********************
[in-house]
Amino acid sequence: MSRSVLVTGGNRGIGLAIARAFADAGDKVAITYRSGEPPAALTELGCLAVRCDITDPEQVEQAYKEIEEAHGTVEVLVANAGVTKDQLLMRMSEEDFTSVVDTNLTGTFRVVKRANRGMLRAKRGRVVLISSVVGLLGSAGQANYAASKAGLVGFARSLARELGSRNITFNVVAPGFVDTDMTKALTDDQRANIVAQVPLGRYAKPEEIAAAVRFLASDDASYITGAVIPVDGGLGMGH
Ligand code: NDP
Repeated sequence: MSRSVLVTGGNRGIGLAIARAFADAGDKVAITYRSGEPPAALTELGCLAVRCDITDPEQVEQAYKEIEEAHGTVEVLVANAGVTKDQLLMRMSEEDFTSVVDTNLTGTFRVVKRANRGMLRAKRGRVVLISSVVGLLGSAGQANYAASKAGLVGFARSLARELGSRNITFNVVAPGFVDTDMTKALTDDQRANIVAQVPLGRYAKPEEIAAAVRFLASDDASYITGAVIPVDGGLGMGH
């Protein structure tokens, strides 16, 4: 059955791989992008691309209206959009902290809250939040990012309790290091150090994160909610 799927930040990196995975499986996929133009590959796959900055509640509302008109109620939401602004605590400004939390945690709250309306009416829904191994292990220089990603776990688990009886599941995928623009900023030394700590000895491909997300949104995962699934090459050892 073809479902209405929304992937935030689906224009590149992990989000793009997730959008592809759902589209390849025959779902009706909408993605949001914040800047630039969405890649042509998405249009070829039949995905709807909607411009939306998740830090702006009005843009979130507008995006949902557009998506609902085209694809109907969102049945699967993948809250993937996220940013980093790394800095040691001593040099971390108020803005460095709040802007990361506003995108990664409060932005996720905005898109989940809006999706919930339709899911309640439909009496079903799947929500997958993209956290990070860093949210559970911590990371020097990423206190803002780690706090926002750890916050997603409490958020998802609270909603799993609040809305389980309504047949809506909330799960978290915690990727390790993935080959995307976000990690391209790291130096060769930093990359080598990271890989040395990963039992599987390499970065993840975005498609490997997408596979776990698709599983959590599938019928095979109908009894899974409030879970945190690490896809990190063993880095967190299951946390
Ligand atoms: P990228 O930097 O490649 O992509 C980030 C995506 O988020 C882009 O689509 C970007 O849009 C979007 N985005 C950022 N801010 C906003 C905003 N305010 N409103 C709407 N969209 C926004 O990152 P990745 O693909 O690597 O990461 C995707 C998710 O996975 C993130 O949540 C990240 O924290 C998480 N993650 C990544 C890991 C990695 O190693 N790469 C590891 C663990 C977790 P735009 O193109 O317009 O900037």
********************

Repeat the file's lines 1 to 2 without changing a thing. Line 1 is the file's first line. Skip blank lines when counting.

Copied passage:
[in-house]
Amino acid sequence: MSRSVLVTGGNRGIGLAIARAFADAGDKVAITYRSGEPPAALTELGCLAVRCDITDPEQVEQAYKEIEEAHGTVEVLVANAGVTKDQLLMRMSEEDFTSVVDTNLTGTFRVVKRANRGMLRAKRGRVVLISSVVGLLGSAGQANYAASKAGLVGFARSLARELGSRNITFNVVAPGFVDTDMTKALTDDQRANIVAQVPLGRYAKPEEIAAAVRFLASDDASYITGAVIPVDGGLGMGH